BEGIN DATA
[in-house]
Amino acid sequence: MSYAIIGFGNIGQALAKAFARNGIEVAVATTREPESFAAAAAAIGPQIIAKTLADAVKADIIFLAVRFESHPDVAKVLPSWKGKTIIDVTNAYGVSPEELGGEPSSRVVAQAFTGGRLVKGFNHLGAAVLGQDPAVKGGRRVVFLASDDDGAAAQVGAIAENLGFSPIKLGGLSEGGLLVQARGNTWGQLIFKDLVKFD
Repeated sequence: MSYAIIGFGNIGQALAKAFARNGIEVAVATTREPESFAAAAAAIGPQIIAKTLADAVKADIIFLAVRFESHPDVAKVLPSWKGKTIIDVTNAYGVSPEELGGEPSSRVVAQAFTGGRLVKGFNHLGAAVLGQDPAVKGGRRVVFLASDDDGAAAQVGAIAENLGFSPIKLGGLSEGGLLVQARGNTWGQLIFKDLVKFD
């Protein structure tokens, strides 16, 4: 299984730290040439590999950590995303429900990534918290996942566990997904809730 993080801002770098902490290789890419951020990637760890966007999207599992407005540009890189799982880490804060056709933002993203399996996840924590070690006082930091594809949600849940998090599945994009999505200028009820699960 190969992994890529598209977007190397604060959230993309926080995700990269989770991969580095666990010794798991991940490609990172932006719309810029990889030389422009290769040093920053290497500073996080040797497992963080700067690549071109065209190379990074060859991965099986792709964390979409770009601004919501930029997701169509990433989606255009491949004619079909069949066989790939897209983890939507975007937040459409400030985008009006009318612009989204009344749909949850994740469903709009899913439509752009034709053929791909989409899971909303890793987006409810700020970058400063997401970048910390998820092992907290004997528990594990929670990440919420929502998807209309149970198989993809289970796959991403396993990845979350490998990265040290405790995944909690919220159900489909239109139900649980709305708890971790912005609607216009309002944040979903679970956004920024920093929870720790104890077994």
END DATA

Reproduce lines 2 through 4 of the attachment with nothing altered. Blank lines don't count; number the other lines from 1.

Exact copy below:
Amino acid sequence: MSYAIIGFGNIGQALAKAFARNGIEVAVATTREPESFAAAAAAIGPQIIAKTLADAVKADIIFLAVRFESHPDVAKVLPSWKGKTIIDVTNAYGVSPEELGGEPSSRVVAQAFTGGRLVKGFNHLGAAVLGQDPAVKGGRRVVFLASDDDGAAAQVGAIAENLGFSPIKLGGLSEGGLLVQARGNTWGQLIFKDLVKFD
Repeated sequence: MSYAIIGFGNIGQALAKAFARNGIEVAVATTREPESFAAAAAAIGPQIIAKTLADAVKADIIFLAVRFESHPDVAKVLPSWKGKTIIDVTNAYGVSPEELGGEPSSRVVAQAFTGGRLVKGFNHLGAAVLGQDPAVKGGRRVVFLASDDDGAAAQVGAIAENLGFSPIKLGGLSEGGLLVQARGNTWGQLIFKDLVKFD
């Protein structure tokens, strides 16, 4: 299984730290040439590999950590995303429900990534918290996942566990997904809730 993080801002770098902490290789890419951020990637760890966007999207599992407005540009890189799982880490804060056709933002993203399996996840924590070690006082930091594809949600849940998090599945994009999505200028009820699960 190969992994890529598209977007190397604060959230993309926080995700990269989770991969580095666990010794798991991940490609990172932006719309810029990889030389422009290769040093920053290497500073996080040797497992963080700067690549071109065209190379990074060859991965099986792709964390979409770009601004919501930029997701169509990433989606255009491949004619079909069949066989790939897209983890939507975007937040459409400030985008009006009318612009989204009344749909949850994740469903709009899913439509752009034709053929791909989409899971909303890793987006409810700020970058400063997401970048910390998820092992907290004997528990594990929670990440919420929502998807209309149970198989993809289970796959991403396993990845979350490998990265040290405790995944909690919220159900489909239109139900649980709305708890971790912005609607216009309002944040979903679970956004920024920093929870720790104890077994």